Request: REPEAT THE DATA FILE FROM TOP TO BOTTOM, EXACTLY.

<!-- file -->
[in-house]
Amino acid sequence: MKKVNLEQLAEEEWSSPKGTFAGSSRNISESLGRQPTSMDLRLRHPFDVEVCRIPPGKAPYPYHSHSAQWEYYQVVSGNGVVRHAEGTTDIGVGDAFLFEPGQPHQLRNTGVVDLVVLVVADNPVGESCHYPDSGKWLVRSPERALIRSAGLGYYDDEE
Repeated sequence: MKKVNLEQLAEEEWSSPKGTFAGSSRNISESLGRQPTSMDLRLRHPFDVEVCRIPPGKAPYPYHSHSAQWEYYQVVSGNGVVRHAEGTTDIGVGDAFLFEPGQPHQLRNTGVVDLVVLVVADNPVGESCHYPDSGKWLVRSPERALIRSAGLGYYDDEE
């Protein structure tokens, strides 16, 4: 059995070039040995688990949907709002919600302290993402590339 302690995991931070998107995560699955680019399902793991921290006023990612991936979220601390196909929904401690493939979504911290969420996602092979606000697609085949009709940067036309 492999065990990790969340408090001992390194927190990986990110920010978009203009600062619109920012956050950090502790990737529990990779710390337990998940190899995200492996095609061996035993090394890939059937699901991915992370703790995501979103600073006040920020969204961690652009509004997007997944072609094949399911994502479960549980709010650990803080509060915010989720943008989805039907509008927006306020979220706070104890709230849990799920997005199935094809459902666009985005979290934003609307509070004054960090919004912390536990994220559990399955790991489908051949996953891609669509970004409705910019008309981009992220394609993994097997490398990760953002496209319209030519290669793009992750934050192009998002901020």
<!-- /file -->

[in-house]
Amino acid sequence: MKKVNLEQLAEEEWSSPKGTFAGSSRNISESLGRQPTSMDLRLRHPFDVEVCRIPPGKAPYPYHSHSAQWEYYQVVSGNGVVRHAEGTTDIGVGDAFLFEPGQPHQLRNTGVVDLVVLVVADNPVGESCHYPDSGKWLVRSPERALIRSAGLGYYDDEE
Repeated sequence: MKKVNLEQLAEEEWSSPKGTFAGSSRNISESLGRQPTSMDLRLRHPFDVEVCRIPPGKAPYPYHSHSAQWEYYQVVSGNGVVRHAEGTTDIGVGDAFLFEPGQPHQLRNTGVVDLVVLVVADNPVGESCHYPDSGKWLVRSPERALIRSAGLGYYDDEE
């Protein structure tokens, strides 16, 4: 059995070039040995688990949907709002919600302290993402590339 302690995991931070998107995560699955680019399902793991921290006023990612991936979220601390196909929904401690493939979504911290969420996602092979606000697609085949009709940067036309 492999065990990790969340408090001992390194927190990986990110920010978009203009600062619109920012956050950090502790990737529990990779710390337990998940190899995200492996095609061996035993090394890939059937699901991915992370703790995501979103600073006040920020969204961690652009509004997007997944072609094949399911994502479960549980709010650990803080509060915010989720943008989805039907509008927006306020979220706070104890709230849990799920997005199935094809459902666009985005979290934003609307509070004054960090919004912390536990994220559990399955790991489908051949996953891609669509970004409705910019008309981009992220394609993994097997490398990760953002496209319209030519290669793009992750934050192009998002901020």